Joe Biden arrived Wednesday to be sworn in as the 46th president of the United States, vowing a "new day" for the United States after four years of tumult under Donald Trump who in an extraordinary final act snubbed the inauguration.
Two weeks to the day after Trump supporters violently rampaged at the US Capitol to overturn the election results, Biden headed to the same very steps alongside Kamala Harris, who will become the first woman vice president.
"It's a new day in America," Biden wrote on Twitter before the inauguration as, in a sign of his push for unity, he prayed alongside congressional leaders at a Roman Catholic church.
Biden, who at 78 will be the oldest president in US history and only the second Catholic, takes office amid enormous challenges with the still-raging Covid-19 pandemic having claimed 400,000 lives in the United States.
Central Washington has taken on the dystopian look of an armed camp, protected by some 25,000 National Guard troops tasked with preventing any repeat of the January 6 attack that left five dead. The Supreme Court reported a bomb threat Wednesday morning.
With the general public essentially barred from attending due to the pandemic, Biden's audience at the National Mall instead was 200,000 flags planted to represent the absent crowds.
"It's a day a lot of us have been trying to visualize for a long time. We couldn't have guessed that the visual would be quite like this," Pete Buttigieg, the former presidential contender tapped by Biden as transportation secretary, told reporters.
Biden, who was vice president under Barack Obama and first ran for president in 1987, plans to kick off his tenure with a flurry of 17 orders to turn the page on Trump's divisive reign.
Officials said Biden will immediately rejoin the Paris climate accord and stop the US exit from the World Health Organization and set new paths on immigration, the environment, Covid-19 and the economy.
He will also end Trump's much-assailed ban on visitors from several majority-Muslim countries and halt construction of the wall that Trump ordered on the US-Mexico border to stem illegal immigration, the aides said.
- Trump vows to be back -
For the first time in 152 years, the sitting president did not accompany his successor to the inauguration after Trump for two months falsely alleged that fraud cost him a second term.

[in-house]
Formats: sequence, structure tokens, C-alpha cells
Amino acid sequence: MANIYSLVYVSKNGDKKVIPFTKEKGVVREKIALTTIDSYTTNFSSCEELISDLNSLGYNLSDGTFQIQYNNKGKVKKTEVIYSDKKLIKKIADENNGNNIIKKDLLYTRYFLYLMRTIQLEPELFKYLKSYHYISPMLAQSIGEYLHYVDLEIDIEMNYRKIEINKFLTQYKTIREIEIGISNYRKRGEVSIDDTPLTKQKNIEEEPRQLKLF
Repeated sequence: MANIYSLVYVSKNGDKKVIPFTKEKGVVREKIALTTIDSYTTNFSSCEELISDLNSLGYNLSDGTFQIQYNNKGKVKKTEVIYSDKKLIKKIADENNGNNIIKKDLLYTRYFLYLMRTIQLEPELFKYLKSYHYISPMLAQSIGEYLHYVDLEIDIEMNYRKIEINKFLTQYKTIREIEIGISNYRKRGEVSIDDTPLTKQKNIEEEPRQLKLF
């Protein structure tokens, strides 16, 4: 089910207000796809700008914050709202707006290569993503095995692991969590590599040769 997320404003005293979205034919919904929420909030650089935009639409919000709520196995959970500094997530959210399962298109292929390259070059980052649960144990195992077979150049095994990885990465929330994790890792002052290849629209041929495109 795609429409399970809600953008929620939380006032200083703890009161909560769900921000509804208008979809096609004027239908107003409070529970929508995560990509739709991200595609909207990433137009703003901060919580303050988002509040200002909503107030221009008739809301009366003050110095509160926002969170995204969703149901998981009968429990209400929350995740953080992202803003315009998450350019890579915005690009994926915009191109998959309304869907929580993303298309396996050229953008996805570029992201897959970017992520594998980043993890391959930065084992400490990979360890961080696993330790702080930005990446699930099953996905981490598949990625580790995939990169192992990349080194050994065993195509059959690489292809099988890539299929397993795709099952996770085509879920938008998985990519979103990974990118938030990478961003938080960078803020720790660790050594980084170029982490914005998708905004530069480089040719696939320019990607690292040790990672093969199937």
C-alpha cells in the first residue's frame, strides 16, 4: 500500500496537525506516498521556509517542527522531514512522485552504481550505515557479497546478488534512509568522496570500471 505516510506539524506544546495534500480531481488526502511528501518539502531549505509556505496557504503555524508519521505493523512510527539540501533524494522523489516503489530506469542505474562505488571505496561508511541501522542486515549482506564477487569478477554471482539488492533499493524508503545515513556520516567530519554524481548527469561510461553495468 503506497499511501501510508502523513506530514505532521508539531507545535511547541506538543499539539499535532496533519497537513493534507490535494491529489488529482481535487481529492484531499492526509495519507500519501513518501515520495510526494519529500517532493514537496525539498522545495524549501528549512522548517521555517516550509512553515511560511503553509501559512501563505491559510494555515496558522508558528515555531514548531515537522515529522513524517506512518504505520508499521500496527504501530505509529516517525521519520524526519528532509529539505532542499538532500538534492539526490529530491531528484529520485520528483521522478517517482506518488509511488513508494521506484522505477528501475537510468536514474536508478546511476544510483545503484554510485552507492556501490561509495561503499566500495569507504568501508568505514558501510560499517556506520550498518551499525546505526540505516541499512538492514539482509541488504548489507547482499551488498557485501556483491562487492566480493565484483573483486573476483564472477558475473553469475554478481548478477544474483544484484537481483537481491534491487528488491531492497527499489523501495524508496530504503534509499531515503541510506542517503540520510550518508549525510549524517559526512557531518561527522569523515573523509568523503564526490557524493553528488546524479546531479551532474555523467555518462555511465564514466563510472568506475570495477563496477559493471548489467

Several hours before the inauguration, Trump, 74, and first lady Melania Trump walked a short red carpet on the White House lawn to the Marine One helicopter, which flew near the inauguration-ready Capitol before heading to Andrews Air Force Base on Washington's outskirts.
"This has been an incredible four years," Trump told several hundred cheering supporters in a campaign-style event before flying off for the last time in Air Force One en route to his Florida resort.
"We will be back in some form," vowed Trump, who retains a hold on much of the Republican Party despite being the first president to be impeached twice.
Trump did not address Biden by name but, in a rare hint of graciousness, wished the next administration "great luck and great success."
A spokesman said Trump maintained one tradition by leaving a letter for Biden, although the contents were unknown.
Mike Pence, the outgoing vice president who clashed with Trump in his final days by acknowledging he could not overturn the election, was attending the inauguration alongside former presidents Obama, George W. Bush and Bill Clinton and their wives -- including Hillary Clinton, for whom Biden's victory was especially sweet four years after her narrow, surprise defeat to Trump.
- Last-minute Trump pardons -
In one of his last acts before departing the White House, Trump issued scores of pardons to people convicted of crimes or facing charges, including several key allies.
Influential former Trump aide Steve Bannon -- charged with defrauding people over funds raised to build the Mexico border wall, a flagship Trump policy -- was among 73 people on a list released by the White House.
However, neither Trump nor his relatives were listed, amid speculation he could use the legally dubious tactic of a preemptive pardon to fend off future charges.
Former Trump fund-raiser Elliott Broidy was similarly pardoned, after pleading guilty last year to conspiring to violate foreign lobbying laws.
The rapper Lil Wayne, who last month pleaded guilty to possession of a firearm and ammunition by a convicted felon, and faced 10 years in jail, also made the list.
Trump will still be in focus at the Capitol as the Senate considers convicting him after he was impeached for inciting the mob earlier this month.
The spectacle will clash with the opening days of Biden's tenure, as the new president seeks to swiftly confirm his Cabinet picks and push through ambitious legislation -- including a $1.9 trillion rescue package.
Many overseas leaders breathed a sigh of relief at the end of Trump's hawkish, go-it-alone presidency, with Biden's team pledging greater cooperation with the rest of the world.
Iran's President Hassan Rouhani hailed the departure of "tyrant" Trump, saying "the ball is in America's court" to return to a landmark nuclear deal and lift sanctions on Tehran.
Ursula von der Leyen, president of the European Commission, said Biden's inauguration would "be a demonstration of the resilience of American democracy," as well as "the resounding proof that, once again, after four long years, Europe has a friend in the White House."